The two things that will probably help you the most in your growth as a painter are real life studies and master studies. If you want to do master studies, A) you need to know who the masters are (have a look at the end of the journal, Old masters section) and B) where to find Scans of the works that are relatively close to the original piece. That’s where these two come in. Collect your favourite art works and study them with most tender love.
1. Andrew Loomis - Figure Drawing for All it’s Worth
2. Andrew Loomis - Drawing Head and Hand
3. Bridgman – Constructive Anatomy
4. Bridgman – The Human Machine
5. Burne Hogarth – Drawing Dynamic hands
6. Burne Hogarth – Drawing the Human head
7. Burne Hogarth – Dynamic Figure Drawing
8. Christopher Hart – Drawing Cutting Edge Anatomy
9. Eadweard Muybridge - The Human Figure In Motion
10. Robert Beverly - Anatomy lessons from the great masters
11. Stephen Rogers - Atlas of Human Anatomy for the artist
Don’t push yourself with anatomy. It comes with time, if you read three or four of these books; you should already have more than enough theory to work with. All that’s left is to truly understand them and that takes a while.
1. Gwen White – Perspective: A Guide for Artists. Architects and Designers
2. Joseph D’Amelio – Perspective Drawing Handbook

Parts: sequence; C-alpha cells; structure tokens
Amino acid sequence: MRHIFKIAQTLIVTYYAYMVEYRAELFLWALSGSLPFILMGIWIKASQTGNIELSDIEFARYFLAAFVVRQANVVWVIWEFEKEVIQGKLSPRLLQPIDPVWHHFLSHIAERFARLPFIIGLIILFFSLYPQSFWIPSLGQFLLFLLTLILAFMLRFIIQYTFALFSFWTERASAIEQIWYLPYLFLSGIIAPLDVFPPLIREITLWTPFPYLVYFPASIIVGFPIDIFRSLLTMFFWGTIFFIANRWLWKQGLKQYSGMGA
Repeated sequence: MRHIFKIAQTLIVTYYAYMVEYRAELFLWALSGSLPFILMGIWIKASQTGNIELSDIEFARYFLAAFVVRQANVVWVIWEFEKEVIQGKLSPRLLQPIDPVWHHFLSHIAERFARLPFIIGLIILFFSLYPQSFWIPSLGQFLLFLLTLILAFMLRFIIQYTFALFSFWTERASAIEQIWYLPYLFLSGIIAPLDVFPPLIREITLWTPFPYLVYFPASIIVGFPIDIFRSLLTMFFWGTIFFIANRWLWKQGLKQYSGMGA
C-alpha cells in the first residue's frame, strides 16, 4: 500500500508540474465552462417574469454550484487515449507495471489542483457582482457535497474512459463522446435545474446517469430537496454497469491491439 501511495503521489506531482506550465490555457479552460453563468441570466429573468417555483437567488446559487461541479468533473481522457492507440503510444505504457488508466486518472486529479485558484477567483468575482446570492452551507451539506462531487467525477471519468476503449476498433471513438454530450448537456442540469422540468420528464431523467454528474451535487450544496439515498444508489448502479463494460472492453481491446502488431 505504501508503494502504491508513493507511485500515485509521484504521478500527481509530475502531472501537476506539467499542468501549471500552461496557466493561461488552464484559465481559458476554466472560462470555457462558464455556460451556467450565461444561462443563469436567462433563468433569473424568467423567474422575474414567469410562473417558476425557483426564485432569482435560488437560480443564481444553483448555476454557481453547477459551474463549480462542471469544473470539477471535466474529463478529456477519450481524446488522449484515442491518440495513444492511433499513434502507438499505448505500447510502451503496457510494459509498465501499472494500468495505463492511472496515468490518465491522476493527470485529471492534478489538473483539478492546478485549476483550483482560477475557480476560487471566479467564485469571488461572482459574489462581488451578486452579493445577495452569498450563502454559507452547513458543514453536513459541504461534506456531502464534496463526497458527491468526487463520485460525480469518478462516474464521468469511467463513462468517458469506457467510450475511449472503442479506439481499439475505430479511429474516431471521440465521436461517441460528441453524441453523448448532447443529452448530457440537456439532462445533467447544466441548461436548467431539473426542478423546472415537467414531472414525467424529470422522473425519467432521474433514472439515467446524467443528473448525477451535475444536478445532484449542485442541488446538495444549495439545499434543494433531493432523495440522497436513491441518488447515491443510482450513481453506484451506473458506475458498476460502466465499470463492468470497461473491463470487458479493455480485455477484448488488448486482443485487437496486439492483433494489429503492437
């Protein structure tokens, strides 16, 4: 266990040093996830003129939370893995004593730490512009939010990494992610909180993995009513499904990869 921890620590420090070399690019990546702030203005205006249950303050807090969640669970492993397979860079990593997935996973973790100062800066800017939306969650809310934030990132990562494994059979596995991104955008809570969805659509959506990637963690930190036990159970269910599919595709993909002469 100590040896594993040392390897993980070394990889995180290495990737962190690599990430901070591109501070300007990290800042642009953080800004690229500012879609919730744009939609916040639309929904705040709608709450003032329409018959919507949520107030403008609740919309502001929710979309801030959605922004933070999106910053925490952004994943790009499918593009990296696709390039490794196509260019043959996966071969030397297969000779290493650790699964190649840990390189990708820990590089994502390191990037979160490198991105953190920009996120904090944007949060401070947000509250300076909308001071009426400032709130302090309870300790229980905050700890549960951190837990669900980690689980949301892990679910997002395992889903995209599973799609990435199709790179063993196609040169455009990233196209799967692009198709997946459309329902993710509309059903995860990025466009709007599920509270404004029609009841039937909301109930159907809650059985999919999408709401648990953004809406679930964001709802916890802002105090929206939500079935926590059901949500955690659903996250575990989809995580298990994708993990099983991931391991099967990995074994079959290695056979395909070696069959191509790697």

Joseph D Amelio has the best Perspective guide there is out there, perhaps except for the Hand Print website. I suggest, especially with perspective, to not read any other tutorials or books until you can tell wrong from right, because some are complete nonsense. It’s truly surprising how many school instructors or famous teachers have NO CLUE how our eyes see the world around us.
1. James Gurney – Color and Light
2. Betty Edwards – A Color Course in Mastering The Art of Mixing Colors
3. Munsell – Munsell Book of Color
James Gurney is a must read. Betty Edwards has some interesting information but also LOTS of wrong ones which is embarrassing for such famous of an instructor. Munsell Book of Color, is the Bible, and I am not even joking. Most of the current color spaces such Adobe ones, LAB and … have been based upon it. It is as close as you would ever get to understanding color as a painter.
1. Molly Bang – Picture this